The Joy and Lessons of Traveling Home

Posted: August 3, 2011 in Boracay Chronicles
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I am now back in the overcrowded island paradise of Boracay after a full week of wondering around the City blocks of Cebu and an extravagant return to my hometown in Leyte. My vacation as expected came too short and too expensive on my part. But at least I was able to come home to see my family and old friends – the things that really matters.

 God knows I needed that break so badly. If staying in the line is a road trip I’d describe myself before on the edge not of glory but at the edge of breaking down. Island blues with a healthy concoction of boredom, insecurity, political maneuvers, and wanderlust could get deep in to everyone’s bones like a chilling menace. Because I don’t want to make the same mistakes I did on my previous employment so I pressed the “F5” refresh button after only 3 months of working  72 hours a week. Everybody has limits, even to a visionary young man who will stop at nothing to get to the state of eureka.

 I need a break even if it’s for only 5 days to regroup, to make second and third thoughts and analysis on the situation, which I really did!

 I chose to travel on road and by sea not because I can’t afford the tickets (the way I saw it, it’s really economical and convenient to fly) but because I want to see the life beyond this island paradise. I want to see the town halls, the city lamps, the girls in college uniforms, and the whole countryside life of the provinces of Ilo-ilo, Capiz, Antique, Aklan, Negros and Cebu. Traveling by bus has given me a greater perspective towards life.  Had I decided to travel by plane there was no way of seeing such life’s grandeur. Plane travel is fast, and sometimes cold – literally and figuratively. No air-con Ceres bus that I rode with could match the cozy coldness inside an airbus. But perhaps I just felt I’m alone whenever I travel in the sky. Up there I cannot relate with the people I cannot even see deep down below it only creates a feeling of separation from nature and humanity.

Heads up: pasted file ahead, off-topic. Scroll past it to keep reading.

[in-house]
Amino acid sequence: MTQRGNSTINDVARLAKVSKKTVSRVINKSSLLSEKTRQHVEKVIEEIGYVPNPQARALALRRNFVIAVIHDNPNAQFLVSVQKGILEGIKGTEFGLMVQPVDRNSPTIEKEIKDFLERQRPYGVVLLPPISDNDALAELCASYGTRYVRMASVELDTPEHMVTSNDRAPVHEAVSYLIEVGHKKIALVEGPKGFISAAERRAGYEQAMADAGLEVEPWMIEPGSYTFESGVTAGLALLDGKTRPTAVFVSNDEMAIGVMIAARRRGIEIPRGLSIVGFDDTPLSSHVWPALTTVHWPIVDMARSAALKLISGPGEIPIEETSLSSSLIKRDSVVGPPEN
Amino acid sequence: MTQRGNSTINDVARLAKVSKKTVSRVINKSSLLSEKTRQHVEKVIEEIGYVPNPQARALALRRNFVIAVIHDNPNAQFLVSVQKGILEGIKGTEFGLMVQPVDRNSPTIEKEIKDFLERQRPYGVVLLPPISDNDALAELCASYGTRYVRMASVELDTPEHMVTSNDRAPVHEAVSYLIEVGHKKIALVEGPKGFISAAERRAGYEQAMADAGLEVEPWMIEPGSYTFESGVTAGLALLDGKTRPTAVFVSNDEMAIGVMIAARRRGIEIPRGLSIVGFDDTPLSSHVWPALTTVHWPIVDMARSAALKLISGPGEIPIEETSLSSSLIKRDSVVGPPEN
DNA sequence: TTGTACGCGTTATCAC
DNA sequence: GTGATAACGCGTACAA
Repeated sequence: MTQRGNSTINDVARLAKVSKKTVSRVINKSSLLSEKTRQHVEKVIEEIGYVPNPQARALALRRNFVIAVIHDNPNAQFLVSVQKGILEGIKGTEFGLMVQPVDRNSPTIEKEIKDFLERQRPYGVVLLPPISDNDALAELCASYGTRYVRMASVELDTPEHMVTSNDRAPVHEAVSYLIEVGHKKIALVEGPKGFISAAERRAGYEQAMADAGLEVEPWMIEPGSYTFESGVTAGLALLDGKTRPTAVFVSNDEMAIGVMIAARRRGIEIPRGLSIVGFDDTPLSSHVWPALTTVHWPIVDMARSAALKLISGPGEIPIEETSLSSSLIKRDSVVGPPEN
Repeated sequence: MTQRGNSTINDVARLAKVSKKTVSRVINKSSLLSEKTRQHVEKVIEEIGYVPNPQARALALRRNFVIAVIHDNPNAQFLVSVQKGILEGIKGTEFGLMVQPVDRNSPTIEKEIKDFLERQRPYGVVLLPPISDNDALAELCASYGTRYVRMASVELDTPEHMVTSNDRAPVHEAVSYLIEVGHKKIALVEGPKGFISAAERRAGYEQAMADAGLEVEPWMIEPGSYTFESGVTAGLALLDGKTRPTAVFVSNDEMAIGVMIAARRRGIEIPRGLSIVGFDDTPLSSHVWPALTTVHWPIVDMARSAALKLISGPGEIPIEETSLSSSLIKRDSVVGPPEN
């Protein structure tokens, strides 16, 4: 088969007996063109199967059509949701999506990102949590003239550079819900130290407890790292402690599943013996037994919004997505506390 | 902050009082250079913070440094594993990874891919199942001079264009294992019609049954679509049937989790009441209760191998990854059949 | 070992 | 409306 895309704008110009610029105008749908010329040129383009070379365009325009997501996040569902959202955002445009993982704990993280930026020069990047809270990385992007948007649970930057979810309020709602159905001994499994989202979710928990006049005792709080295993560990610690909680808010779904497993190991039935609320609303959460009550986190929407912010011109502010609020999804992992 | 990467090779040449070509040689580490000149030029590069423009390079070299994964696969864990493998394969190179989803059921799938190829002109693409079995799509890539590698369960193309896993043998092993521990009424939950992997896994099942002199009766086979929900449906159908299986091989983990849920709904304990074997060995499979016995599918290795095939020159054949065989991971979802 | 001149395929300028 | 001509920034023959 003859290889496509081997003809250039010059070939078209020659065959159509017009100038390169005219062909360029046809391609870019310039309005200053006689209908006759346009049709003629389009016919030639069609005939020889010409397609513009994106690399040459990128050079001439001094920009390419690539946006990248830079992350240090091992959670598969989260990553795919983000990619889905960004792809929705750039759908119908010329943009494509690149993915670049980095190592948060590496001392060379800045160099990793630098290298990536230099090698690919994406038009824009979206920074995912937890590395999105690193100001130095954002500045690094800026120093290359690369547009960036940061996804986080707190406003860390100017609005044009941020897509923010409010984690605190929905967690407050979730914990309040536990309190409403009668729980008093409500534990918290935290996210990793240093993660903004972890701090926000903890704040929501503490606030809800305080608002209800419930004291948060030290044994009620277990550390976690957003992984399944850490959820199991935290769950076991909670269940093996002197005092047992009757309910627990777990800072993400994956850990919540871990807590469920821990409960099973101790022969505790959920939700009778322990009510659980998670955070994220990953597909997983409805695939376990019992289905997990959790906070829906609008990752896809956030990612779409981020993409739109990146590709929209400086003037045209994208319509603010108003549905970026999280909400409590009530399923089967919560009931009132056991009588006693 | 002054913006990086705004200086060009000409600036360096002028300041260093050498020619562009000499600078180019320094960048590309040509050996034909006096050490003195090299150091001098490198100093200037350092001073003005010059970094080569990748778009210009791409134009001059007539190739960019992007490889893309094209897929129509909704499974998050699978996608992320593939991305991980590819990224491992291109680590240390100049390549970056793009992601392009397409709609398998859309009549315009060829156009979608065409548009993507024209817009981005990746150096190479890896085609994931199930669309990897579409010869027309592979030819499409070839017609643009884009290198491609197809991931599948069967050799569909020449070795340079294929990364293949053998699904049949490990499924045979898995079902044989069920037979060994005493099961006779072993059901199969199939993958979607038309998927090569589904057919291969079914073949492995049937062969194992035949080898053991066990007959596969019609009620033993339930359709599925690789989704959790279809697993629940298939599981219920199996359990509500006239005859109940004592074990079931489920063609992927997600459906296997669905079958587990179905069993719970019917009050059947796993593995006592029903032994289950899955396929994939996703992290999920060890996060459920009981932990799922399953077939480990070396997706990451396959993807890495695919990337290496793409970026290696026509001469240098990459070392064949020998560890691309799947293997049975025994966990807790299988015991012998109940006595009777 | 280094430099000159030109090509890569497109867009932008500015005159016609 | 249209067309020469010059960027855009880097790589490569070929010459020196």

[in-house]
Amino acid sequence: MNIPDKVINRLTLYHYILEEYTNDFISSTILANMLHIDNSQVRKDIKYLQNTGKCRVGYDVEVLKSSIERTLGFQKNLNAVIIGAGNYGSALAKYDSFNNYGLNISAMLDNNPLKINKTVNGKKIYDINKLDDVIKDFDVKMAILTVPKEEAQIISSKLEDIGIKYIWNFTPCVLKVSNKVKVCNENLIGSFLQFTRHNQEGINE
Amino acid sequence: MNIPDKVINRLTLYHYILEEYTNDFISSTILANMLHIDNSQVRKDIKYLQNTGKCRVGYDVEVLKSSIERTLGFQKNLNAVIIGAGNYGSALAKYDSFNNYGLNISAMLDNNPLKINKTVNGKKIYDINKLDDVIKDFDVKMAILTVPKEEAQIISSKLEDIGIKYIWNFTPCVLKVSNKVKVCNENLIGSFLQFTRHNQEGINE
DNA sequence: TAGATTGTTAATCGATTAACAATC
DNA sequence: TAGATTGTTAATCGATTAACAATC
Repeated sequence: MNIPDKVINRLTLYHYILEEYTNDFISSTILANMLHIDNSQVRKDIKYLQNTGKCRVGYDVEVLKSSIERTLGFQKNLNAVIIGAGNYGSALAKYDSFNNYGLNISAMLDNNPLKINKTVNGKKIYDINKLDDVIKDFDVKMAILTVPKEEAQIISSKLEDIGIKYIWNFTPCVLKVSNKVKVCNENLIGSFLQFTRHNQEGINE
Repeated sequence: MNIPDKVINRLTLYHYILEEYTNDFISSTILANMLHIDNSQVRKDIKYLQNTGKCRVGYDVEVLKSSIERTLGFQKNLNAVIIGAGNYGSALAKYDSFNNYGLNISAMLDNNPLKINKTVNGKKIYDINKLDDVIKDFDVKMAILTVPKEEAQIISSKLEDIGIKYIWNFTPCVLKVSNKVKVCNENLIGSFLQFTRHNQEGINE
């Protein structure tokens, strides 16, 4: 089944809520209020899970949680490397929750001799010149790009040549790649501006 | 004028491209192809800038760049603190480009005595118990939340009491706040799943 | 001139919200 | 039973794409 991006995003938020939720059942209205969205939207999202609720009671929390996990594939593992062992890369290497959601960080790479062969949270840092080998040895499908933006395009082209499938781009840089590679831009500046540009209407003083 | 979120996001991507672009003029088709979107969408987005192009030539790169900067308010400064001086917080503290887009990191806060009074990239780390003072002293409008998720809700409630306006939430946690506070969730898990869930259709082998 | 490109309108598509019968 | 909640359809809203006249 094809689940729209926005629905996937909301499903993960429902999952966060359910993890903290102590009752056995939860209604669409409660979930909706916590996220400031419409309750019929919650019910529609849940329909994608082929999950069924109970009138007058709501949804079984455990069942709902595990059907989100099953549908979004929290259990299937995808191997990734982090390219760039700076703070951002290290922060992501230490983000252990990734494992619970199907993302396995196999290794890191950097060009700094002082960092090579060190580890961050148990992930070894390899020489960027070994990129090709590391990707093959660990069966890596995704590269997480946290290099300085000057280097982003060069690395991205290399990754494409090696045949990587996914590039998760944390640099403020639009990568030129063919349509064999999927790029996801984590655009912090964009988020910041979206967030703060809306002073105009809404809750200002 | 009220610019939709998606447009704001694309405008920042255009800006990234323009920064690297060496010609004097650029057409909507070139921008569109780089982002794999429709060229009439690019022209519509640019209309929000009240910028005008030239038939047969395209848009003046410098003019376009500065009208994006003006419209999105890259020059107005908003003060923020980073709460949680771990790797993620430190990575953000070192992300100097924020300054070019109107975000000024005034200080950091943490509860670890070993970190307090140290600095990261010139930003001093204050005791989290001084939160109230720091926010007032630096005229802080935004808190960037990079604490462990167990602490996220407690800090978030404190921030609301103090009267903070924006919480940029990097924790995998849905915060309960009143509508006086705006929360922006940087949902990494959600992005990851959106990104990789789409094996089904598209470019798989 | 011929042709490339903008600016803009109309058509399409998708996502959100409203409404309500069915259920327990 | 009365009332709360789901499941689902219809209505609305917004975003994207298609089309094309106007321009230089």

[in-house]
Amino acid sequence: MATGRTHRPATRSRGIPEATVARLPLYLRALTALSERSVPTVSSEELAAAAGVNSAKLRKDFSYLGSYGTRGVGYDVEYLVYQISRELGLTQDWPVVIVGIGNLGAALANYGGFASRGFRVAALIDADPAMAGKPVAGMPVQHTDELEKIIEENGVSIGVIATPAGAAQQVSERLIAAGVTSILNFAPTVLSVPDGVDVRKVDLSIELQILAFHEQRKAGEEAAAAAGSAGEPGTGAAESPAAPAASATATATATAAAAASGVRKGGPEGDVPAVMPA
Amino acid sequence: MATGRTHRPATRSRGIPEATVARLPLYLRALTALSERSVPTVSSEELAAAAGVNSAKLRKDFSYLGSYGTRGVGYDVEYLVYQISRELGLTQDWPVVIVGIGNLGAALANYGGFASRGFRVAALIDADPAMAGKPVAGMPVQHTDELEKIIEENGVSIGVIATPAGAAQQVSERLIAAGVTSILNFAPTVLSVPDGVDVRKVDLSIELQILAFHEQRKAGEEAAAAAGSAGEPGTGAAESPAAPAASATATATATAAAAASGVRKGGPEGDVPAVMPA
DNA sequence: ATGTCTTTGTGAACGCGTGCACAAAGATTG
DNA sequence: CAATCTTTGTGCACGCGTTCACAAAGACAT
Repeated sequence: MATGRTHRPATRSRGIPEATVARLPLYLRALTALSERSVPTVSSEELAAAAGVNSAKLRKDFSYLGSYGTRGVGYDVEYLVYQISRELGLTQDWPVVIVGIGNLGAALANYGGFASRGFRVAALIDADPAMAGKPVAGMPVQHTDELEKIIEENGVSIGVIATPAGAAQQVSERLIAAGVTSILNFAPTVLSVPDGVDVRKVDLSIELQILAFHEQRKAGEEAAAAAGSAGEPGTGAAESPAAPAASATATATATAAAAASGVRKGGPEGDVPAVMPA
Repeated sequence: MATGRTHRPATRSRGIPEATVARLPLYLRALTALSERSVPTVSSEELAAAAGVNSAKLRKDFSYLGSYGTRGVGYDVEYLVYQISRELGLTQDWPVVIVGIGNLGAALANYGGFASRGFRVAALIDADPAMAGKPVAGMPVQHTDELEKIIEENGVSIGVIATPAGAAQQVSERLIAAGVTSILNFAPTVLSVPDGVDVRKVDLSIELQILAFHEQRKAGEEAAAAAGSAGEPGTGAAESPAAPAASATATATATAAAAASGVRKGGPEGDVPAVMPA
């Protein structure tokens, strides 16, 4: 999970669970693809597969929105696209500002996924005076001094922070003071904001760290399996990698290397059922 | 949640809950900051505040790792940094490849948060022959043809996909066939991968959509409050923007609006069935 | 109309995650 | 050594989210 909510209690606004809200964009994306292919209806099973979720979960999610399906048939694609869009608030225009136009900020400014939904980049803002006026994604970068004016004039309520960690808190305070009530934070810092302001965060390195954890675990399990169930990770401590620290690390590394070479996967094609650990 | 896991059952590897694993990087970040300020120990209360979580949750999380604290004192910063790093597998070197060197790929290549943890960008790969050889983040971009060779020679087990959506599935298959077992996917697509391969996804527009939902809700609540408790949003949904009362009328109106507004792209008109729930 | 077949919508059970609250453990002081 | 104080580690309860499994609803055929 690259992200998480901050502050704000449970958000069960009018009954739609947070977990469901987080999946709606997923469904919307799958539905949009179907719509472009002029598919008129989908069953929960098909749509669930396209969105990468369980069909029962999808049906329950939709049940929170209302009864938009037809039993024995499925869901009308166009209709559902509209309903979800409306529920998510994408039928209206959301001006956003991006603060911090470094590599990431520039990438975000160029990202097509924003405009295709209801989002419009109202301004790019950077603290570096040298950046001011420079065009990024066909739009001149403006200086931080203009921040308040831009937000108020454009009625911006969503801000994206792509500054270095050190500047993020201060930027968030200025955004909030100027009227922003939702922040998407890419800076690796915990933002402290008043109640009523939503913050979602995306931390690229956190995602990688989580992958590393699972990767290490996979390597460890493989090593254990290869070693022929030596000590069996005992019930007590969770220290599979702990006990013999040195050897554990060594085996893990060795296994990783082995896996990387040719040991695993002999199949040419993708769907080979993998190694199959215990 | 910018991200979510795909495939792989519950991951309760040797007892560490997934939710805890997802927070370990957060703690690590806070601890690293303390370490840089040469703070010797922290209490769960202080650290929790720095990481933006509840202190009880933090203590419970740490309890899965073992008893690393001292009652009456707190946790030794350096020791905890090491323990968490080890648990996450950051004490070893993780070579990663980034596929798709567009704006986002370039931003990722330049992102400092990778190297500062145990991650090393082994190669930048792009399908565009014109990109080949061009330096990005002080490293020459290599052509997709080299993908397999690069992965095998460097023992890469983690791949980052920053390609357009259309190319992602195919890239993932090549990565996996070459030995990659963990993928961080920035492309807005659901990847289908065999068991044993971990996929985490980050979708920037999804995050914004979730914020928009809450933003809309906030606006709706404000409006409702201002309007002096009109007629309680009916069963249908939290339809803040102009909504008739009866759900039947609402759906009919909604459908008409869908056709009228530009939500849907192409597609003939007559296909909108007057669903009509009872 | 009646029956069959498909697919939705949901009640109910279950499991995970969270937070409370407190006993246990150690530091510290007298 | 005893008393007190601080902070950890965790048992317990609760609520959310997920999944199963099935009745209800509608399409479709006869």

My job, my achievements, and extracurricular triumphs, I realized, have given me that ugly lump on my ego that sometimes keep my feet from the ground. I have to remind myself I was, am, and always will be a small town boy from Southern Leyte. Coming home once in a while is one very effective cure for such unbecoming of myself. No amount of success and popularity can ever erase the fact that I am a “probinsyano”. I take great pride of my origins.

  From Caticlan to Ilo-ilo City I took a bus, then Bacolod all the way to Cebu City – always in the front row seat. I saw a great deal of people and provincial life in the farms, the mountains, the hills, the seaside and the slow movement of towns towards growth and urbanization.

The winds of destiny so far have taken my free spirit to get to places around the country and the way things are going, travelling around the globe is imminent (I did apply for a passport in Cebu, no reasons, it just hit me). I love to travel and I am now certain of that.